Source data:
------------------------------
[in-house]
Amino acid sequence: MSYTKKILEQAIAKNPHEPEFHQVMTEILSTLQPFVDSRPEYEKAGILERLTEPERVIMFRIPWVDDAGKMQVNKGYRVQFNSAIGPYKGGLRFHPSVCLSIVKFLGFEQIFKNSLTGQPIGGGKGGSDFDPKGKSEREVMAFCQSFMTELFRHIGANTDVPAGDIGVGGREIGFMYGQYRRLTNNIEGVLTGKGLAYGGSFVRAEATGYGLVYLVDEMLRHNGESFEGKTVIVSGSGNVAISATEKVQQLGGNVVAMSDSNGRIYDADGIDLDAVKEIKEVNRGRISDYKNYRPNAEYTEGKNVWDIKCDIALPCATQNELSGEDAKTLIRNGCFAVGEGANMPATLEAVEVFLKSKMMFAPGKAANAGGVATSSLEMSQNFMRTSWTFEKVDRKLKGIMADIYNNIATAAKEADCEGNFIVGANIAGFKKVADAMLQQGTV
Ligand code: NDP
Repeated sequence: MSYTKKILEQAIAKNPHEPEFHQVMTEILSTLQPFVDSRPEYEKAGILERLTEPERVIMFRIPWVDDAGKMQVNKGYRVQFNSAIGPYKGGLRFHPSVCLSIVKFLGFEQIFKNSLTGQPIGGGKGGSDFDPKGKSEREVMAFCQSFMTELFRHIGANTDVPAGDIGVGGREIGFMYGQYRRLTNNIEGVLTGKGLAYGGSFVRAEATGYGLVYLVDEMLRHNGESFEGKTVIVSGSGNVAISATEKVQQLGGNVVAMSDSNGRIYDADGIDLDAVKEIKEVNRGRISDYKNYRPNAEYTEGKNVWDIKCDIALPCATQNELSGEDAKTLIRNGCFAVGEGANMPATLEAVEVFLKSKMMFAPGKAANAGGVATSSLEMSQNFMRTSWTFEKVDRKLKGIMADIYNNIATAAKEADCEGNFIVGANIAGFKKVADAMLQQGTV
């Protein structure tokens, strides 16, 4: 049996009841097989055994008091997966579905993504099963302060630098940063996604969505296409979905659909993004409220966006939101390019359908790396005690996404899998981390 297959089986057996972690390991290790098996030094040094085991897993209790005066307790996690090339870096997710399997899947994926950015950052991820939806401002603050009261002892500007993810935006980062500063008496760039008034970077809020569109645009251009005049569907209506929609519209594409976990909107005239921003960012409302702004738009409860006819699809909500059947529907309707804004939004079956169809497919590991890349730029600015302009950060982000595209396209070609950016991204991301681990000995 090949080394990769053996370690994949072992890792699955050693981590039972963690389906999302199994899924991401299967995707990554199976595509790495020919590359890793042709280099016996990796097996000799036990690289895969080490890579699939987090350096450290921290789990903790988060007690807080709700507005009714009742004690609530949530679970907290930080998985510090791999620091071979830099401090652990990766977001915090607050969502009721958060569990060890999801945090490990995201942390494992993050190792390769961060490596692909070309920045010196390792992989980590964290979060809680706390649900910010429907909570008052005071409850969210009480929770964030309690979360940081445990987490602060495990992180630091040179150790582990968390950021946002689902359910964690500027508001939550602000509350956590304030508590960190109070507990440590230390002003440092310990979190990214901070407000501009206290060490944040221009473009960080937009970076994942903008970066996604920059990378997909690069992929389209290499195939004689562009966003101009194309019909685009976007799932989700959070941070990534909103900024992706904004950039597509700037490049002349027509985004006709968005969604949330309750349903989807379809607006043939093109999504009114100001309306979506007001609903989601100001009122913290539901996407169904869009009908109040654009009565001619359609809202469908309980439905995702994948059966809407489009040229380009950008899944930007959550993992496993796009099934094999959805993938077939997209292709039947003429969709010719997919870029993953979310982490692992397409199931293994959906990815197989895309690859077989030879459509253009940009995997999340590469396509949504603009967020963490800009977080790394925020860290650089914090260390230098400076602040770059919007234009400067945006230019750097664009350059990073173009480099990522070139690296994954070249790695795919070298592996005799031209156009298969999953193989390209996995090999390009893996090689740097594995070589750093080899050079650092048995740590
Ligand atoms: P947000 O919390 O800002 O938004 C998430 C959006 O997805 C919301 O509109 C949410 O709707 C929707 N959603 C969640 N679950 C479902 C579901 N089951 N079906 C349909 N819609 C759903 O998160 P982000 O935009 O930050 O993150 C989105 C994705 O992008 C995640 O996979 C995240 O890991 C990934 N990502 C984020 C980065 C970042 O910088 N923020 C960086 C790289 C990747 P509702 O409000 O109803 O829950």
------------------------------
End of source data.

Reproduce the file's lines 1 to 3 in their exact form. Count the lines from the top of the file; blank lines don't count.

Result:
[in-house]
Amino acid sequence: MSYTKKILEQAIAKNPHEPEFHQVMTEILSTLQPFVDSRPEYEKAGILERLTEPERVIMFRIPWVDDAGKMQVNKGYRVQFNSAIGPYKGGLRFHPSVCLSIVKFLGFEQIFKNSLTGQPIGGGKGGSDFDPKGKSEREVMAFCQSFMTELFRHIGANTDVPAGDIGVGGREIGFMYGQYRRLTNNIEGVLTGKGLAYGGSFVRAEATGYGLVYLVDEMLRHNGESFEGKTVIVSGSGNVAISATEKVQQLGGNVVAMSDSNGRIYDADGIDLDAVKEIKEVNRGRISDYKNYRPNAEYTEGKNVWDIKCDIALPCATQNELSGEDAKTLIRNGCFAVGEGANMPATLEAVEVFLKSKMMFAPGKAANAGGVATSSLEMSQNFMRTSWTFEKVDRKLKGIMADIYNNIATAAKEADCEGNFIVGANIAGFKKVADAMLQQGTV
Ligand code: NDP